TIFF 2015 Film Anticipations

I read through the big old list of films that will be at the Toronto International Film Festival this year and there are a whole bunch that I am excited about. Have any of you seen the list? You can check out the full roster here, but I want to share a couple of snippets that I’m really looking forward to seeing, even if I can’t be at the festival personally.

Brooklyn, directed by John Crowley

“In the early 1950s, a young Irish woman (Saoirse Ronan) crosses the Atlantic to begin a new life in America, in this exquisitely crafted adaptation of the acclaimed novel by Colm Tóibín.” Reminds me of the stories I heard about my great-grandmother, a young Scottish woman, who did a similar thing coming to Canada by herself.

The Family Fang, directed by Jason Bateman

“After an unlikely accident, a pair of grown siblings (Nicole Kidman and director-star Jason Bateman) are compelled to move back in with their eccentric parents (Christopher Walken and Maryann Plunkett), professional practical jokers whose lifetime of public interventions have alienated their children.” I’m not a huge fan of everyone acting in this film but I think it sounds like it might be funny.

Freeheld, directed by Peter Sollett

“Julianne Moore, Ellen Page, Steve Carell and Michael Shannon star in this true story about terminally ill New Jersey police officer Laurel Hester, whose 2005 legal battle to pass on her pension benefits to her domestic partner became a flashpoint for LGBT activism.” I heard about this film a while back and the story seemed really gripping. I don’t typically go for dramas but I love Ellen Page and can’t wait to see her in a more mature role.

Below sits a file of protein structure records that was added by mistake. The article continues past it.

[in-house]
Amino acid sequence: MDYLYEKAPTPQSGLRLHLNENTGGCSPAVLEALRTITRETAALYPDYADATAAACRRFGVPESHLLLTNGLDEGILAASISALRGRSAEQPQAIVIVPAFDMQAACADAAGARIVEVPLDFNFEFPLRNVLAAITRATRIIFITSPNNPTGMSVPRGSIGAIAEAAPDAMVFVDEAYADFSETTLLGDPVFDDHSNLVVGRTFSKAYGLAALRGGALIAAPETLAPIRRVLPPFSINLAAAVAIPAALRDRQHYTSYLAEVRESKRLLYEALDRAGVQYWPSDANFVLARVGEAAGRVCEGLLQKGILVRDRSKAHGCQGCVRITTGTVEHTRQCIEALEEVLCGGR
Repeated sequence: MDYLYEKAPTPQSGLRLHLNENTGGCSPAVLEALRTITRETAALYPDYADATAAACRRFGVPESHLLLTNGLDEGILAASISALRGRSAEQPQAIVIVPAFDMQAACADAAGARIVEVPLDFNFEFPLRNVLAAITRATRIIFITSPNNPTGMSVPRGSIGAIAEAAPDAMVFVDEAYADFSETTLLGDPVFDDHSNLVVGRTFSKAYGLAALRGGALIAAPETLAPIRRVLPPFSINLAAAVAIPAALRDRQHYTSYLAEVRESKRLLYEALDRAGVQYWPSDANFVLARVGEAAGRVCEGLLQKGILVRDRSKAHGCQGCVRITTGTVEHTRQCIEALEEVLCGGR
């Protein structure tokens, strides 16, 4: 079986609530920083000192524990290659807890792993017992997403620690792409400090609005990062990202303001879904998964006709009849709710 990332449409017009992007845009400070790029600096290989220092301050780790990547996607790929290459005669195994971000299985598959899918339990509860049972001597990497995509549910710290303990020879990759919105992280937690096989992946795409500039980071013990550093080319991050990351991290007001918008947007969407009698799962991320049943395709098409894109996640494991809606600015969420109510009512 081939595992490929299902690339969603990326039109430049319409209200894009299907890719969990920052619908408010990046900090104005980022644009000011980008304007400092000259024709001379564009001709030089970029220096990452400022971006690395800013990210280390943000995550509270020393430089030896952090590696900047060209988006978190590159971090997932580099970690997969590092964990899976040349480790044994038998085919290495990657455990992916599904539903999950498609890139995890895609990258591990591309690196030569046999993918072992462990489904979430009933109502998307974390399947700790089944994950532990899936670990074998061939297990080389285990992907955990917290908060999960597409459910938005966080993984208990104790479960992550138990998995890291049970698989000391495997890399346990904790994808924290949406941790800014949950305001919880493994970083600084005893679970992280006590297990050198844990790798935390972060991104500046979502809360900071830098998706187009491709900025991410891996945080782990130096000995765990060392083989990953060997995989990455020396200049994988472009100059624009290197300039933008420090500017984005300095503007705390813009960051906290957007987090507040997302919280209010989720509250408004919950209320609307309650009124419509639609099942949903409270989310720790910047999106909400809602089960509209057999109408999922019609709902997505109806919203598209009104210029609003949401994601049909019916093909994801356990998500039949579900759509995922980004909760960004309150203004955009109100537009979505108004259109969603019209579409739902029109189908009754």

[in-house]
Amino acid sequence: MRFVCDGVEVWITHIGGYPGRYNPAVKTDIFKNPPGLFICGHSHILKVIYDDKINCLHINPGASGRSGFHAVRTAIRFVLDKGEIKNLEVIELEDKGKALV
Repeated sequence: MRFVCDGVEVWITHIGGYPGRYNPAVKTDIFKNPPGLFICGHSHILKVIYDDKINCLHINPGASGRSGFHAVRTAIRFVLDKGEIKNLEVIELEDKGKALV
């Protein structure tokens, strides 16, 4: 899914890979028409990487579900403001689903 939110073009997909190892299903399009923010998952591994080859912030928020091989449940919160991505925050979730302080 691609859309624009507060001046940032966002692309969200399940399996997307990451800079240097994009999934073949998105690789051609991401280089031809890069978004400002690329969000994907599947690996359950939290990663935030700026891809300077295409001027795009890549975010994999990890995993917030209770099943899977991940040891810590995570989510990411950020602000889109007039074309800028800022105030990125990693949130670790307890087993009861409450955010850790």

Parched, directed by Leena Yadav

“In a rural Indian village, four ordinary women begin to throw off the traditions that hold them in servitude, in this inspirational drama from director Leena Yadav.” I don’t know much more about this film beyond this description but I’m a fan of Indian films and stories about interesting women, so this seems like a good match.

So those are my picks for the festival. What films are you guys looking forward to? I am sure that there are plenty of other interesting movies on the list that I didn’t pick up on… but these all sound so compelling!

Advertisements

The Return of Xena?!

There are few things I was expecting less to see when scrolling through the internet today than an article announcing that NBC is looking for a writer to start a reboot of your favourite and mine, Xena: Warrior Princess. Is there a more influential show for Classicists of my particular age bracket? I remember many a day spent in university reminiscing about the best episodes that we watched as kids, and having friends over for viewings of the best episodes (and the ensuing fights over which would be deemed the best episode).

Now, like so many things, this may just be a rumour that disappears into the hollywood abyss after surfacing, but I’m going to hold onto hope. Lucy Lawless has been so adamant about getting the show, or a reincarnation thereof, onto the air, that to finally hear something official about it is fantastic. Of course there’s the chance that it’ll be strangely derivative, but I’d still watch it. I’m sure a lot of us would.

Is this news exciting for anyone else? They seem to be looking for a writer for the project (I volunteer!!!) so no knowing what direction it might take after that. I can only hope that they keep the original campiness while perhaps upping the special effects budget. There are so many characters I’d love to see brought to the screen again… oh, the possibilities!!